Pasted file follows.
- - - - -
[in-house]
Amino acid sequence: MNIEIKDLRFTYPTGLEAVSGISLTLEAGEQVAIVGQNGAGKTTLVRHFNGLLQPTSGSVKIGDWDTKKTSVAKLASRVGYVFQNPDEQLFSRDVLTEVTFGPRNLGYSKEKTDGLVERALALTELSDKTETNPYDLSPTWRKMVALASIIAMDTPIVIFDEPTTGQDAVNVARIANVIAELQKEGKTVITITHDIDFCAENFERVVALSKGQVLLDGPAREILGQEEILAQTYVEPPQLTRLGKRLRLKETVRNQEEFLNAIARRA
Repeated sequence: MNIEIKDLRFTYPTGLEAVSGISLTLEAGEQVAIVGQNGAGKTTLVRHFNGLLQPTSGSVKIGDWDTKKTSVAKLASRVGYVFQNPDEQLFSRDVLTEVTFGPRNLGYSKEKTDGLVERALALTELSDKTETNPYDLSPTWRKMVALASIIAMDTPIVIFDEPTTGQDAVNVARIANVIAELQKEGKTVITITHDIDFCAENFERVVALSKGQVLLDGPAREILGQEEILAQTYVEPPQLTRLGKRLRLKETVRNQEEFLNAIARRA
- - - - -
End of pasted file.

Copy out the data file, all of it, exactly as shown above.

[in-house]
Amino acid sequence: MNIEIKDLRFTYPTGLEAVSGISLTLEAGEQVAIVGQNGAGKTTLVRHFNGLLQPTSGSVKIGDWDTKKTSVAKLASRVGYVFQNPDEQLFSRDVLTEVTFGPRNLGYSKEKTDGLVERALALTELSDKTETNPYDLSPTWRKMVALASIIAMDTPIVIFDEPTTGQDAVNVARIANVIAELQKEGKTVITITHDIDFCAENFERVVALSKGQVLLDGPAREILGQEEILAQTYVEPPQLTRLGKRLRLKETVRNQEEFLNAIARRA
Repeated sequence: MNIEIKDLRFTYPTGLEAVSGISLTLEAGEQVAIVGQNGAGKTTLVRHFNGLLQPTSGSVKIGDWDTKKTSVAKLASRVGYVFQNPDEQLFSRDVLTEVTFGPRNLGYSKEKTDGLVERALALTELSDKTETNPYDLSPTWRKMVALASIIAMDTPIVIFDEPTTGQDAVNVARIANVIAELQKEGKTVITITHDIDFCAENFERVVALSKGQVLLDGPAREILGQEEILAQTYVEPPQLTRLGKRLRLKETVRNQEEFLNAIARRA